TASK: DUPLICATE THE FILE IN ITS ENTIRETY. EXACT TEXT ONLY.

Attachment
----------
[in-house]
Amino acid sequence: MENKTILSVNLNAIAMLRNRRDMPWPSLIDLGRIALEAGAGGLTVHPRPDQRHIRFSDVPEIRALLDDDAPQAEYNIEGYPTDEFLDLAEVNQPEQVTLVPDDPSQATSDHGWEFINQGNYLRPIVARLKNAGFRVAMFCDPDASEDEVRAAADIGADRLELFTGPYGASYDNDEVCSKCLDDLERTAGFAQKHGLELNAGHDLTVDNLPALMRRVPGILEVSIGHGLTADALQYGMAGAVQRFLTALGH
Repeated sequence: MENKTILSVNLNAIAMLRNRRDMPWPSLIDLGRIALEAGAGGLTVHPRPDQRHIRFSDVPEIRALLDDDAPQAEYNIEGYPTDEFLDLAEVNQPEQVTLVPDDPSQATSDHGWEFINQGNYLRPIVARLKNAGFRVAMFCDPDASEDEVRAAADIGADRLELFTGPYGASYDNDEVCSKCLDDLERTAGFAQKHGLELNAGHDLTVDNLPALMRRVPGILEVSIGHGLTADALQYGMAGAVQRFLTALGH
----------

[in-house]
Amino acid sequence: MENKTILSVNLNAIAMLRNRRDMPWPSLIDLGRIALEAGAGGLTVHPRPDQRHIRFSDVPEIRALLDDDAPQAEYNIEGYPTDEFLDLAEVNQPEQVTLVPDDPSQATSDHGWEFINQGNYLRPIVARLKNAGFRVAMFCDPDASEDEVRAAADIGADRLELFTGPYGASYDNDEVCSKCLDDLERTAGFAQKHGLELNAGHDLTVDNLPALMRRVPGILEVSIGHGLTADALQYGMAGAVQRFLTALGH
Repeated sequence: MENKTILSVNLNAIAMLRNRRDMPWPSLIDLGRIALEAGAGGLTVHPRPDQRHIRFSDVPEIRALLDDDAPQAEYNIEGYPTDEFLDLAEVNQPEQVTLVPDDPSQATSDHGWEFINQGNYLRPIVARLKNAGFRVAMFCDPDASEDEVRAAADIGADRLELFTGPYGASYDNDEVCSKCLDDLERTAGFAQKHGLELNAGHDLTVDNLPALMRRVPGILEVSIGHGLTADALQYGMAGAVQRFLTALGH